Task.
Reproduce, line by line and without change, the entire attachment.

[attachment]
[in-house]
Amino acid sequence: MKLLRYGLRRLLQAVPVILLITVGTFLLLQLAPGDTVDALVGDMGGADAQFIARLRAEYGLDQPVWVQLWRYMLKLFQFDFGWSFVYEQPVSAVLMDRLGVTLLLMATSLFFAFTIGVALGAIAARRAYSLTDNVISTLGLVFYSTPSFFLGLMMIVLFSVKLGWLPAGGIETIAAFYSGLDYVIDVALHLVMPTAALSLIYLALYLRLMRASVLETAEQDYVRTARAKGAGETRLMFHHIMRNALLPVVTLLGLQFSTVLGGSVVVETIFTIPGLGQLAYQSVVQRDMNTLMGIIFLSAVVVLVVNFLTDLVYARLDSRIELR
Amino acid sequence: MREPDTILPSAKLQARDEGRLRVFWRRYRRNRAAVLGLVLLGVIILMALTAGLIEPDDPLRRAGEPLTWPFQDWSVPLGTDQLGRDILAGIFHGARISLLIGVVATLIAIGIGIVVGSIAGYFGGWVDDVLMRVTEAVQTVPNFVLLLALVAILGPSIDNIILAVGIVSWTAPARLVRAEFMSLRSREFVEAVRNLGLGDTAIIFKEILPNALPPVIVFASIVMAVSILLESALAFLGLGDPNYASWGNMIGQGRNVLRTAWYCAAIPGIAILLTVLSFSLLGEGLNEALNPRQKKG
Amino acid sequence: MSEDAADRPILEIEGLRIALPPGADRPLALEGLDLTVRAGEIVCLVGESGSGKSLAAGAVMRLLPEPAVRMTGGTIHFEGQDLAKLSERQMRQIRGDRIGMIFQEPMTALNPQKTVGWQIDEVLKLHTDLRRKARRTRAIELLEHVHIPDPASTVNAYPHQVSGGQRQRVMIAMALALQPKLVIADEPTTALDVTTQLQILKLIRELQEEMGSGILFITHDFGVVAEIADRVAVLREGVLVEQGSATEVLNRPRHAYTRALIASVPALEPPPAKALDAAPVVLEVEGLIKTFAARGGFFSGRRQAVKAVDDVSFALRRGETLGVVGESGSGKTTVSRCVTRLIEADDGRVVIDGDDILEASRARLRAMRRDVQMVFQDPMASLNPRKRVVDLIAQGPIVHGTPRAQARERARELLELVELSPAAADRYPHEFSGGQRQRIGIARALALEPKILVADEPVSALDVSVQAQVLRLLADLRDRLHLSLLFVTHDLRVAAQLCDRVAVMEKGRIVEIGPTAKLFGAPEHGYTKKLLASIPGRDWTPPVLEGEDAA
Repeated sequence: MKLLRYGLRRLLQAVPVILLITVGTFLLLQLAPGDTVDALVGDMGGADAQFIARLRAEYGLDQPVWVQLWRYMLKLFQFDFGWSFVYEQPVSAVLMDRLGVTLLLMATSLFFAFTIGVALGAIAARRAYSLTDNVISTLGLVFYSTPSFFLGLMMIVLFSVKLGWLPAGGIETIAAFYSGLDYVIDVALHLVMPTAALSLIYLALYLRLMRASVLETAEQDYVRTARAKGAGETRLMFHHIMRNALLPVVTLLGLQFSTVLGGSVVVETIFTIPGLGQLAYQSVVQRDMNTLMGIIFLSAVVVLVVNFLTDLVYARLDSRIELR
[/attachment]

[in-house]
Amino acid sequence: MKLLRYGLRRLLQAVPVILLITVGTFLLLQLAPGDTVDALVGDMGGADAQFIARLRAEYGLDQPVWVQLWRYMLKLFQFDFGWSFVYEQPVSAVLMDRLGVTLLLMATSLFFAFTIGVALGAIAARRAYSLTDNVISTLGLVFYSTPSFFLGLMMIVLFSVKLGWLPAGGIETIAAFYSGLDYVIDVALHLVMPTAALSLIYLALYLRLMRASVLETAEQDYVRTARAKGAGETRLMFHHIMRNALLPVVTLLGLQFSTVLGGSVVVETIFTIPGLGQLAYQSVVQRDMNTLMGIIFLSAVVVLVVNFLTDLVYARLDSRIELR
Amino acid sequence: MREPDTILPSAKLQARDEGRLRVFWRRYRRNRAAVLGLVLLGVIILMALTAGLIEPDDPLRRAGEPLTWPFQDWSVPLGTDQLGRDILAGIFHGARISLLIGVVATLIAIGIGIVVGSIAGYFGGWVDDVLMRVTEAVQTVPNFVLLLALVAILGPSIDNIILAVGIVSWTAPARLVRAEFMSLRSREFVEAVRNLGLGDTAIIFKEILPNALPPVIVFASIVMAVSILLESALAFLGLGDPNYASWGNMIGQGRNVLRTAWYCAAIPGIAILLTVLSFSLLGEGLNEALNPRQKKG
Amino acid sequence: MSEDAADRPILEIEGLRIALPPGADRPLALEGLDLTVRAGEIVCLVGESGSGKSLAAGAVMRLLPEPAVRMTGGTIHFEGQDLAKLSERQMRQIRGDRIGMIFQEPMTALNPQKTVGWQIDEVLKLHTDLRRKARRTRAIELLEHVHIPDPASTVNAYPHQVSGGQRQRVMIAMALALQPKLVIADEPTTALDVTTQLQILKLIRELQEEMGSGILFITHDFGVVAEIADRVAVLREGVLVEQGSATEVLNRPRHAYTRALIASVPALEPPPAKALDAAPVVLEVEGLIKTFAARGGFFSGRRQAVKAVDDVSFALRRGETLGVVGESGSGKTTVSRCVTRLIEADDGRVVIDGDDILEASRARLRAMRRDVQMVFQDPMASLNPRKRVVDLIAQGPIVHGTPRAQARERARELLELVELSPAAADRYPHEFSGGQRQRIGIARALALEPKILVADEPVSALDVSVQAQVLRLLADLRDRLHLSLLFVTHDLRVAAQLCDRVAVMEKGRIVEIGPTAKLFGAPEHGYTKKLLASIPGRDWTPPVLEGEDAA
Repeated sequence: MKLLRYGLRRLLQAVPVILLITVGTFLLLQLAPGDTVDALVGDMGGADAQFIARLRAEYGLDQPVWVQLWRYMLKLFQFDFGWSFVYEQPVSAVLMDRLGVTLLLMATSLFFAFTIGVALGAIAARRAYSLTDNVISTLGLVFYSTPSFFLGLMMIVLFSVKLGWLPAGGIETIAAFYSGLDYVIDVALHLVMPTAALSLIYLALYLRLMRASVLETAEQDYVRTARAKGAGETRLMFHHIMRNALLPVVTLLGLQFSTVLGGSVVVETIFTIPGLGQLAYQSVVQRDMNTLMGIIFLSAVVVLVVNFLTDLVYARLDSRIELR